Dear friends and allies,
I am proud to report on a thrilling day that ACORN members had yesterday with our national day of action against foreclosures. ACORN protested four mortgage companies that have refused to sign on to President Obama’s foreclosure plan in more than 15 cities from coast to coast, in the streets and online. Between them, HomEq (owned by Barclays), Litton (owned by Goldman Sachs), American Home Mortgage, and OneWest – the “Homewrecker 4” as we’ve dubbed them – are responsible for the mortgages of 2 million American homeowners, but those homeowners are not eligible for the basic foreclosure prevention of the Obama program because their mortgage company hasn’t signed up.
With more than 80% of the industry signed up, there were only a few companies still refusing to participate in the Obama program. Today, there is one fewer, and the “Homewrecker 4” are now the “Homewrecker 3”. Just before our action at the headquarters of OneWest (the new IndyMac), the CEO called us up to promise that he would join the Obama program and ask that we not protest. We told him that a big crowd was coming, and that he would be welcome to address the crowd including OneWest-serviced homeowners, and if he committed in public that it would be a celebration instead of a protest. After considering the choices, he agreed to sign an ACORN “Pledge Card” committing OneWest to join the Obama program in front of the Los Angeles Times, the Associated Press, Univision, and lots of other media. And that was just in Los Angeles!
In New York, ACORN members marched on Goldman’s headquarters on Wall Street, and they were joined by ACORN actions at Goldman Sachs offices in San Francisco, Boston, Seattle, Dallas, Miami, and Philadelphia, as well as Houston ACORN’s direct hit on Litton Loan Servicing’s CEO, and additional events in St. Louis, Columbus, Little Rock, Pittsburgh, Wilmington, Kansas City, and the Rio Grande Valley hitting the four targets. And everywhere, we got attention, including three different stories on the AP wire nationally, and lots of local TV, radio, and print coverage.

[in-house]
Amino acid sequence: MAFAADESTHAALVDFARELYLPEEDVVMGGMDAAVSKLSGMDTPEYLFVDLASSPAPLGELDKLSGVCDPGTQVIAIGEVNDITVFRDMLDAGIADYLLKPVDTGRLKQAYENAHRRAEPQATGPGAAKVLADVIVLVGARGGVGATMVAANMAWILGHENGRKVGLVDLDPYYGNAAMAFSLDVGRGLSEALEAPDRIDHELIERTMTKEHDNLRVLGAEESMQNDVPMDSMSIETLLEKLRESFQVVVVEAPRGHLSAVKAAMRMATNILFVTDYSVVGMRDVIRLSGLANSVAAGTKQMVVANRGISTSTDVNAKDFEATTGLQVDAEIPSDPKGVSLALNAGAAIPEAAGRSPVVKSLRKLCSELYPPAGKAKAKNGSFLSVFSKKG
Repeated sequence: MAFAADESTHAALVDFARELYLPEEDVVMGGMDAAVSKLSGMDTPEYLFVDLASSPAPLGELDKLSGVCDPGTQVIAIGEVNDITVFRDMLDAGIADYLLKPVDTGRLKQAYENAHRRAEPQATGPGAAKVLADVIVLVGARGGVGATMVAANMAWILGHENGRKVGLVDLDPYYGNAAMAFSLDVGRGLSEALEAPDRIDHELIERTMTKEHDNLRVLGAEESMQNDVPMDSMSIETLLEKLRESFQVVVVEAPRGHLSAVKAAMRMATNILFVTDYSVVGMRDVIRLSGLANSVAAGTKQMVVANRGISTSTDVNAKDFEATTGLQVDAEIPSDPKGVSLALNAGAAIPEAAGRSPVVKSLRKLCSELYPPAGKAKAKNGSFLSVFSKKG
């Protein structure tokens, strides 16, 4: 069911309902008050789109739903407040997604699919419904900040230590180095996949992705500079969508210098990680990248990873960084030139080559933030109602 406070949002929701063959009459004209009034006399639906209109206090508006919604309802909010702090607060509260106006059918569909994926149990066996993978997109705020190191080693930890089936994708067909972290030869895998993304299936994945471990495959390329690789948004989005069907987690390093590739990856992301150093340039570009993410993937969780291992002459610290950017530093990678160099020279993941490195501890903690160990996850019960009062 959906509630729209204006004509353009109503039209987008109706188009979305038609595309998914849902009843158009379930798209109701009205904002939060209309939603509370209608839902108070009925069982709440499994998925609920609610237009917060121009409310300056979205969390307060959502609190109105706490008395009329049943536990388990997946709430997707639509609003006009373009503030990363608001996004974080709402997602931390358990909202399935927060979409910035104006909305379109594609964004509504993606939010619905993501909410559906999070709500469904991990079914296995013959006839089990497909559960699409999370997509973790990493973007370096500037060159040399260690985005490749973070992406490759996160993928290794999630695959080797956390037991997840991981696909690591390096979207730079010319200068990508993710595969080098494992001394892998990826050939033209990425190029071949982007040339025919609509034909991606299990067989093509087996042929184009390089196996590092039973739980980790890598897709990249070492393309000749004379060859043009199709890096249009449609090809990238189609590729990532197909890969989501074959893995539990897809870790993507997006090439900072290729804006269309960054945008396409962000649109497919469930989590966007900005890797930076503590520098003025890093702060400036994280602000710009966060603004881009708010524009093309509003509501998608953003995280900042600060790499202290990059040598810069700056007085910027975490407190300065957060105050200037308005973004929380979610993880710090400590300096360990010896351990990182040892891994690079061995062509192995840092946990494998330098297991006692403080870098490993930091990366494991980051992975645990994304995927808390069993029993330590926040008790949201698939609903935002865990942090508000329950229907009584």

Here’s some of what the Associated Press had to say (as published in the Dallas Morning News:)
“Several key mortgage companies that benefited from federal bailout funds have yet to sign onto the Obama administration’s plan to help more homeowners avoid foreclosure.
The community group ACORN held 15 protests around the country Tuesday to draw attention to the slow progress of the administration’s plan, which was launched four months ago. Demonstrators called for the companies, including Litton Loan Servicing, HomEq and OneWest, to sign onto the Obama administration’s $75 billion initiative called “Making Home Affordable.”
After a protest outside OneWest’s office in Pasadena, Calif., CEO Terry Laughlin said the company would participate in the Obama program. The company would become the 24th in the program, including Bank of America, Chase Financial, CitiMortgage and GMAC Mortgage.”